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Posts tagged New South Wales

Fires in Tasmania and Victoria, Australia

38S 140.9E

January 9th, 2013 Category: Fires

Australia – January 7th, 2013

Australia has been hit by hit temperatures, dry conditions, and strong winds over the last week, making for dangerous fire conditions. As over 130 fires burn in New South Wales, 40 of which have not yet been contained (click here for other images), blazes are also affecting Tasmania (bottom right) and Victoria (upper left). The fire in Victoria is located near the coast and the border with South Australia. The blaze on the Tasman peninsula is currently uncontrolled, and is located near areas already hit by blazes over the weekend.

Wildfires in New South Wales, Australia – January 9th, 2013

35.3S 149.1E

January 9th, 2013 Category: Fires, Image of the day

Australia – January 8th, 2013

High winds and record temperatures are fanning fires in south-east Australia. More than 130 fires are currently burning in New South Wales, 40 of which have not been contained. Four areas in New South Wales have been given a “catastrophic” fire danger rating, meaning that if fires break out they will be uncontrollable and fast-moving, so residents should leave.

The fires and warnings follow days of searing heat. In a statement, Australia’s Bureau of Meteorology revealed that for each of the first six days of 2013, the “national area-average” temperature had been in the top 20 hottest days on record. It was also the first time that average national top temperatures over 39C had been recorded on five consecutive days, the bureau said. In New South Wales, temperatures had passed 40C by midday at the coast. Winds of up to 80kph (50mph) have also been forecast.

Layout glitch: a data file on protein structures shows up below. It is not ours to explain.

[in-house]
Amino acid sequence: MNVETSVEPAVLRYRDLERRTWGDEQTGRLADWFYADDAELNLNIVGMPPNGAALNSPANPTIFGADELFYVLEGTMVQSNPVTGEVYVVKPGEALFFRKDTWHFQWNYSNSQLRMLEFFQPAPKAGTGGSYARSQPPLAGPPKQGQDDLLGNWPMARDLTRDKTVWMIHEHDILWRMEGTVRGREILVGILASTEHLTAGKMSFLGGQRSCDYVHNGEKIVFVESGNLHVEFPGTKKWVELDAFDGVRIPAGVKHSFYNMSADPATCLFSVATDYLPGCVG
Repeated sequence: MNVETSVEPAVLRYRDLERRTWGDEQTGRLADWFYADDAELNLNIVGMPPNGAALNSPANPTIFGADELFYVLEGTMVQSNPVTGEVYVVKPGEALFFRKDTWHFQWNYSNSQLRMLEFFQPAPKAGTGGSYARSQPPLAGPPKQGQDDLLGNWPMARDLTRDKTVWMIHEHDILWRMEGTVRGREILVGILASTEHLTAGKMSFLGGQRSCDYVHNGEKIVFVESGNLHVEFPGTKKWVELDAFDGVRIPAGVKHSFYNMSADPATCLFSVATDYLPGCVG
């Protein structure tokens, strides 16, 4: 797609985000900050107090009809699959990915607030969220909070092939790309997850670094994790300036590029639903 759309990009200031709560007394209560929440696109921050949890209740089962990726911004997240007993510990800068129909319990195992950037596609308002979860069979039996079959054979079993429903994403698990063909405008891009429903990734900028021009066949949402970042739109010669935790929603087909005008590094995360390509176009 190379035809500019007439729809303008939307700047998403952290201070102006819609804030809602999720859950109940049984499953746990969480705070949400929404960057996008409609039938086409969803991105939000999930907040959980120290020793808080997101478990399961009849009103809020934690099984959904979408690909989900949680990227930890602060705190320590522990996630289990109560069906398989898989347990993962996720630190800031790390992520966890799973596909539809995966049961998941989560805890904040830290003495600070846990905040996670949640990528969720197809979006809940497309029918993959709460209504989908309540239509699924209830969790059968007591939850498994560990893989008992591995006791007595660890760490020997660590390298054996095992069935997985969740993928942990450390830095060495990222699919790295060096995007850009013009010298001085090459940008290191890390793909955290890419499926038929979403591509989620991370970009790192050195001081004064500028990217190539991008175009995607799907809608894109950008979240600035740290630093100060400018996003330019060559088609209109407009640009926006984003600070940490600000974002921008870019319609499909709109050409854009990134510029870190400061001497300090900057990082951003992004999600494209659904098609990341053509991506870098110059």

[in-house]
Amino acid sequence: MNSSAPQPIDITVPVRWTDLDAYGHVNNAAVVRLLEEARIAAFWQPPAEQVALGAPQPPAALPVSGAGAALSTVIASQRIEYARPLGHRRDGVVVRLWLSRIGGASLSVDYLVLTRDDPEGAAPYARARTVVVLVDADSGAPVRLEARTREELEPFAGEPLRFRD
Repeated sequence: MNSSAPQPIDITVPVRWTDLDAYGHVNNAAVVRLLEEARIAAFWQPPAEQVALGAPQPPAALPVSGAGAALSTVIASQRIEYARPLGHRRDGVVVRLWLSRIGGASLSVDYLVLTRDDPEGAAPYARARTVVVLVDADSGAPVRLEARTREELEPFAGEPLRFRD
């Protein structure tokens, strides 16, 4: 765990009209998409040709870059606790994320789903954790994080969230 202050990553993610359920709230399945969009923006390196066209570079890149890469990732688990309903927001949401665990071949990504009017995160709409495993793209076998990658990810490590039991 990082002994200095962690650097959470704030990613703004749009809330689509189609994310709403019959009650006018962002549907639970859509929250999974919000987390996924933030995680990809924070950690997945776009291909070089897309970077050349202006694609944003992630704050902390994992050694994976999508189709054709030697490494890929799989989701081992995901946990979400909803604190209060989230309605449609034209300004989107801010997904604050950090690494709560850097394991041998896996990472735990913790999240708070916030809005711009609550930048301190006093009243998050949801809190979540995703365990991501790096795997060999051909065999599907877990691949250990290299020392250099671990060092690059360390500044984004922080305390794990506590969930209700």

Fires are burning along the New South Wales coast, and also in the north-west of the state, but the largest concentration is in the south-east, around the Canberra area. The four areas given a “catastrophic” fire danger rating – Illawarra, Shoalhaven, Southern Ranges and Riverina – are in this region. A big fire is also burning in near Cooma, 100km (60 miles) south of Canberra. The fire service says it is out of control and have advised residents to seek shelter, saying it is too late to leave.

Fires East of the Pilliga Scrub, Australia

30.7S 149.2E

October 26th, 2012 Category: Fires

Australia – October 24th, 2012

Fires can be seen (top right) in New South Wales, Australia, in a national park not far from the coast of, near the border with Queensland. Plumes of smoke from the two largest fires are blowing westward.

Also of note, appearing as a large, brown expanse in the upper left quadrant, are the State Forests of The Pilliga, commonly known as the Pilliga Scrub. The area is composed of some 3000 km2 of semi-arid woodland in temperate north-central New South Wales, Australia. It is the largest such continuous remnant in the state.

Vegetation Index of Southeastern Australia During Summer

36.5S 142.9E

June 20th, 2012 Category: Vegetation Index

Australia - December 31st, 2011

This FAPAR image shows the vegetation index of parts of South Australia (upper left quadrant), New South Wales (upper right quadrant) and Tasmania (lower right quadrant) during the country’s summer season. The index is highest (green) by the southern coast and southeastern part of New South Wales and on the island of Tasmania. The terrain of South Australia and further inland in New South Wales shows a very low (light yellow) index.

Vegetation Index of Southeastern Australia and Tasmania

37.7S 144.1E

February 25th, 2012 Category: Vegetation Index

Australia - January 2nd, 2012

This FAPAR image shows the vegetation index of southeastern Australia, in the states of Victoria (below) and New South Wales (above), as well as the island and state of Tasmania, located 240 kilometres (150 mi) south of the continent, separated by the Bass Strait.

The vegetation index is generally good along the coastline, as can be observed from the green false-coloring. A few patches of high activity (rusty red) are also visible. Further inland, the index becomes significantly lower, as can be observed from the light yellow color.

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